Week 5: Angola

What's stewed and tasty and red all over? Angolan food! Just about everything tonight was drenched in highly saturated, boldly colored, and distinctly strong and nutty-tasting red palm oil.

This was the first meal that required venturing out of my normal shopping sphere. I found the red palm oil, palmnut concentrate, and cassava flour for the meal at an African market at Franklin and Fulton, which had very few items I'd ever seen before, but will probably get familiar with over the next few years — given the fact that the ingredients came from Ghana, I wouldn't be surprised if the food all along the West African coast was pretty similar in terms of base ingredients.

Today's guests featured Laura's friends and classmates from school, Iva, Nathan, and Flonia (and her boyfriend Diem), as well as Jessica and Kendal.

So, let's get cooking!

Muamba de Galinha | Chicken in palmnut sauce | Recipe

Chicken with tomatoes, pumpkin, and okra, fried in that red palm oil and thickened with palmnut concentrate. Rich, just a bit spicy, and pretty darn yummy. A very respectable and tasty national dish, with abundant leftovers.

Fumbua | Greens with palm oil and peanut | Recipe

I love recipes that give some background and not just instructions, so cooking this dish was a delight. But perhaps more importantly, it turned out really darn well. I never would have thought of mixing rich greens with a peanut sauce, but now that I have, I recommend you try it too someday. Compared to the palmnut, peanuts seem so light!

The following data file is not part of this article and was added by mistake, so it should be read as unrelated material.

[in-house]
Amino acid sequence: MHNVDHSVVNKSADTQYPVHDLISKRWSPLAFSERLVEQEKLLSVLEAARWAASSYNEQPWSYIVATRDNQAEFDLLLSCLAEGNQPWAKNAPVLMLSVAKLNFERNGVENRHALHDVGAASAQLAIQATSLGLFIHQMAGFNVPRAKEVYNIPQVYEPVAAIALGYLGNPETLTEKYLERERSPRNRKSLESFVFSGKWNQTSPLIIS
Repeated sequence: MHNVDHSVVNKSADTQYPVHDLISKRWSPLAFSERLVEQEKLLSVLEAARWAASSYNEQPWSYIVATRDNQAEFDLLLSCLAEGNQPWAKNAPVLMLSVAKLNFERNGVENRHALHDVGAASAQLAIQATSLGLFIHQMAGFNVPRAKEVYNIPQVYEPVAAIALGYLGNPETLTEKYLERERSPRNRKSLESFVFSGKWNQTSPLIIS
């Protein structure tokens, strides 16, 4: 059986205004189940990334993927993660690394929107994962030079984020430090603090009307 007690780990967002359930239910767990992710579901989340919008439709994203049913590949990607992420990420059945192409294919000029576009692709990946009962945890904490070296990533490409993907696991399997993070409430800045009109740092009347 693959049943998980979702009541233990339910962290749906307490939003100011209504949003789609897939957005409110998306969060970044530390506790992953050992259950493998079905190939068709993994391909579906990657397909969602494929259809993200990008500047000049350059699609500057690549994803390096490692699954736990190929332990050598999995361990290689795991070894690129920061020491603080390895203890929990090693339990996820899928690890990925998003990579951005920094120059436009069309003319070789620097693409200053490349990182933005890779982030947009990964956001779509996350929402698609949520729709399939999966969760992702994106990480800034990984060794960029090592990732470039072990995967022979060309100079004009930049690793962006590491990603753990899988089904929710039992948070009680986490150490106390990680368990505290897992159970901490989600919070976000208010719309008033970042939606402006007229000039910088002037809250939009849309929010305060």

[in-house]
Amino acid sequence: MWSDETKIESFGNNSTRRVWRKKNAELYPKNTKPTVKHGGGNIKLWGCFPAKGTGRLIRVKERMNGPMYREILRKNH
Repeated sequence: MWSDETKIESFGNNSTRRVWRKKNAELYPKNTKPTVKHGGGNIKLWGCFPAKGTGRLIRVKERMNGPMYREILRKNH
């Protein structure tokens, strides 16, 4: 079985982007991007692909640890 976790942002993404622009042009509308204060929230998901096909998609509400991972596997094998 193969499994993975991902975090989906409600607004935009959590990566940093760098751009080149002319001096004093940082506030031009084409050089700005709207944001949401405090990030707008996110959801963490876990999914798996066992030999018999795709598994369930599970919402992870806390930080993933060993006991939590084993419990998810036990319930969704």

Palm Oil Beans | Recipe

I like the lady who sells beans and grains at our local Sunday farmers market. Today she was spinning poi when I showed up, and she helped me find my way to the red merlot beans, so called because their taste is smooth as wine. I won't disagree: these beans were tasty, and took very well to the dousing of palm oil they received at the end.

Funje | Cassava flour porridge | Recipe

Any recipe that requires you to sit on the floor is worth trying once, right? Now I can say I've poured grain into a towel-wrapped pot of just-boiled water, and held it steady with my feet while pounding it with an oar. Well, if I ever do it again, I'll wear socks and long pants, because it splatters! It really looked pretty unappetizing, but such a rich set of dishes does well for a bland, highly absorbent starch. We were all surprised when we ended up going for seconds of funje. (Interesting note: this is also the staple starch of our next country, Antigua and Barbuda, they call it by the same name but use corn instead of cassava.)

Cocada Amarela | Yellow coconut pudding | Recipe

This one really didn't turn out right. Our thermometer seems to not work (boiling liquid registered at about 180°), so we couldn't judge when it got to the right temperature, and then the recipe had me have the heat too high when I added the yolks so it all curdled. Oh well. It's still kind of yummy when you combine fresh coconut, sugar, and egg yolks. And we all enjoyed it when Nathan, who just came back from six months in Micronesia, schooled us on how to crack a coconut.

Excluding dessert, it was quite a success. Even the vegans had a decent meal of it, since I left the salt fish out of the greens. Angolan music was streaming (which sounds a lot like Brazilian music, not surprising given colonial history), beer and wine was flowing, and some very friendly cats happily nosed around the table.

We're crossing the Atlantic to the Caribbean nation of Antigua and Barbuda next week.